Matthew Fetherstonhaugh

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Sir Matthew Fetherstonhaugh, 1st Baronet, FRS (/ˈfɛðərstənhɔː/; c. 1714[1] – 18 March 1774) was an English politician and landowner.

Featherstone Castle

He was the son of Matthew Fetherstonhaugh of Featherstone Castle, Northumberland. In 1746, he inherited the estates of a kinsman Sir Henry Fetherston but not Sir Henry's baronetcy which became extinct on his death. However, on 3 January 1747, Fetherstonhaugh was created a baronet of Featherstonehaugh in the County of Northumberland, in the Baronetage of Great Britain.

On his marriage to Sarah Lethieullier, sister of Benjamin Lethieullier, in December 1746,[2] he bought Uppark, Sussex and the manors of East And West Harting and in 1747 sold the family estate at Featherstone to James Wallace. Between 1748 and 1753 he undertook the Grand Tour with his brother-in-law Benjamin Lethieullier and his step brother-in-law Lascelles Iremonger. They brought back to Uppark an impressive collection of Italian art.[3]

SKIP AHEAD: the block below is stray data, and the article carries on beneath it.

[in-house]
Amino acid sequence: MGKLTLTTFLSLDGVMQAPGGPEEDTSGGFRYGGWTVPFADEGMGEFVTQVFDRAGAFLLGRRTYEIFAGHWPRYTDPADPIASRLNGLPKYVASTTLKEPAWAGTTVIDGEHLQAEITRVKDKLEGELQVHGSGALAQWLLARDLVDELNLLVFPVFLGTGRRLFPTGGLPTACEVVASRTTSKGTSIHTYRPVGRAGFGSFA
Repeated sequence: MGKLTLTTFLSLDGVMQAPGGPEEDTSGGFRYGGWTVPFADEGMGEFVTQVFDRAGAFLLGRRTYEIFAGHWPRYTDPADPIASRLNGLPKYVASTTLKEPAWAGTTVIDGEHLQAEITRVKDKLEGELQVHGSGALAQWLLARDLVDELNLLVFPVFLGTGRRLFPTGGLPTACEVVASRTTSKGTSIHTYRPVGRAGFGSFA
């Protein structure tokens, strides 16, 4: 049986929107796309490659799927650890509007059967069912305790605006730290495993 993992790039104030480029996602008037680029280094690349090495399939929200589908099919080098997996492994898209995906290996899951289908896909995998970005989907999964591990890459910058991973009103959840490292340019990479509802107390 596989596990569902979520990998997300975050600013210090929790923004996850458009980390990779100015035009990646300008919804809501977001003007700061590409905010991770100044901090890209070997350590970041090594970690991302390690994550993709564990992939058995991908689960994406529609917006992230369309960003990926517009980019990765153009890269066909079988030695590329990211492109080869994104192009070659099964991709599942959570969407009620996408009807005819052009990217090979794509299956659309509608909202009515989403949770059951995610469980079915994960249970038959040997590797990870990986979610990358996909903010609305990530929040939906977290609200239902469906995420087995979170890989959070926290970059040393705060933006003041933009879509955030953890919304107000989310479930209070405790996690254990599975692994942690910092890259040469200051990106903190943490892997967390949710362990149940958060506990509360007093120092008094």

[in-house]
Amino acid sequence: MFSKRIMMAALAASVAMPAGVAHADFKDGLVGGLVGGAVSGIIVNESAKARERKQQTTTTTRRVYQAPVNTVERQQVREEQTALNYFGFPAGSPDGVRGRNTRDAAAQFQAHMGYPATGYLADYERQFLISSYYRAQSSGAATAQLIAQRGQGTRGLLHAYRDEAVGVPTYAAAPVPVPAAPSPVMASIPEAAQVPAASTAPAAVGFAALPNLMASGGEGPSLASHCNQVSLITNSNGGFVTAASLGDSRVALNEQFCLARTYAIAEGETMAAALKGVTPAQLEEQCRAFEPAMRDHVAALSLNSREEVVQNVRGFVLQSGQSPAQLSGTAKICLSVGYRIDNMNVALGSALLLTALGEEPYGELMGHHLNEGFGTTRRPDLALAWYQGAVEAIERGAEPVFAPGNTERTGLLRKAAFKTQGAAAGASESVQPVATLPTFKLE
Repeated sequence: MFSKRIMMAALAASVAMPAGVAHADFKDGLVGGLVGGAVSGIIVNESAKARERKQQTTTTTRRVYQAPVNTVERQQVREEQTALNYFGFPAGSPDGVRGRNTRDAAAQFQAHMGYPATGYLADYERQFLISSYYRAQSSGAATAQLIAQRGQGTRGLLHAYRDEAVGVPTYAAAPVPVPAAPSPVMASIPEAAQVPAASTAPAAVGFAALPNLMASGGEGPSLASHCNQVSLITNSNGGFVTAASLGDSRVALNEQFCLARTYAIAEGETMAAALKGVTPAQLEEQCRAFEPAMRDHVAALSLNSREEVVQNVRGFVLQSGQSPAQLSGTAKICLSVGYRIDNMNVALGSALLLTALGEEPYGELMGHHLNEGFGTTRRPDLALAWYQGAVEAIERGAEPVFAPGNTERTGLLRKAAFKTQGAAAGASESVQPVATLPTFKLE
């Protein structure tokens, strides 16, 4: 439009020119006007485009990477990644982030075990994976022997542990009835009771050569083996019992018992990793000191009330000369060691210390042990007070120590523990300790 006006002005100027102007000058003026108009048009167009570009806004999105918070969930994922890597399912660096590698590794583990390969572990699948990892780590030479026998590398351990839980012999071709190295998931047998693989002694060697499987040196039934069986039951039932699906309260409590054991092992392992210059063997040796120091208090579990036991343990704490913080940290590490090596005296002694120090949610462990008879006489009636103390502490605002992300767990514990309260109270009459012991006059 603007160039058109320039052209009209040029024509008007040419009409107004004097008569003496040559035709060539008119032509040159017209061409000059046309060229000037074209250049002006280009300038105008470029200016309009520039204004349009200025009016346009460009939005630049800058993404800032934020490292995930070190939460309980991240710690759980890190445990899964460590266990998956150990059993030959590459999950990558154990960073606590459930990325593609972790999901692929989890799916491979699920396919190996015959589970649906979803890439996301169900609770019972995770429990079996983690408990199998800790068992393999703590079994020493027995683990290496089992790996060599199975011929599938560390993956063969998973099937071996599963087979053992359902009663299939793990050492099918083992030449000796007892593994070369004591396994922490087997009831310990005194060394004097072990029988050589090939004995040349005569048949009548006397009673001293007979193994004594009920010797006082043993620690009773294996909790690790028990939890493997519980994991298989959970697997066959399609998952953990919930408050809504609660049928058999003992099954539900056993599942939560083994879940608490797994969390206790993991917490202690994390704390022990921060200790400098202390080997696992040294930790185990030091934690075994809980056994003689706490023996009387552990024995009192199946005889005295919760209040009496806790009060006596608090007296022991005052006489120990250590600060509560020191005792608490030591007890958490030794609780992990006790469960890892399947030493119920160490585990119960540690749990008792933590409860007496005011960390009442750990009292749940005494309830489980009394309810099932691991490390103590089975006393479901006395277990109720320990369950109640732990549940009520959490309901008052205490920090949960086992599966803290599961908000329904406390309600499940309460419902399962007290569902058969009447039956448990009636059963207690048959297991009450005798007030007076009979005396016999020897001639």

He served as a Member of Parliament (MP) for Morpeth from 1755 to 1761 and for Portsmouth from 1762 to 1774.

In the 1750s he commissioned architect James Paine to design and build Dover House, Whitehall, London.

He was succeeded by his son Henry.


  1. ^ Jeremy Black, "The British and the Grand Tour", (1985), p122
  2. ^ "Sarah Fetherstonhaugh (Lethieullier)". (family history builder, with refs). Retrieved 14 May 2018.
  3. ^ Art UK – National Trust, Uppark


Parliament of Great Britain
Preceded by
Robert Ord
Thomas Duncombe
Member of Parliament for Morpeth
With: Thomas Duncombe
Succeeded by
Viscount Garlies
Thomas Duncombe
Preceded by
Sir William Rowley
Sir Edward Hawke
Member of Parliament for Portsmouth
With: Sir Edward Hawke
Succeeded by
Peter Taylor
Sir Edward Hawke
Baronetage of Great Britain
New creation Baronet
(of Fetherstonhaugh)
Succeeded by
Henry Fetherstonhaugh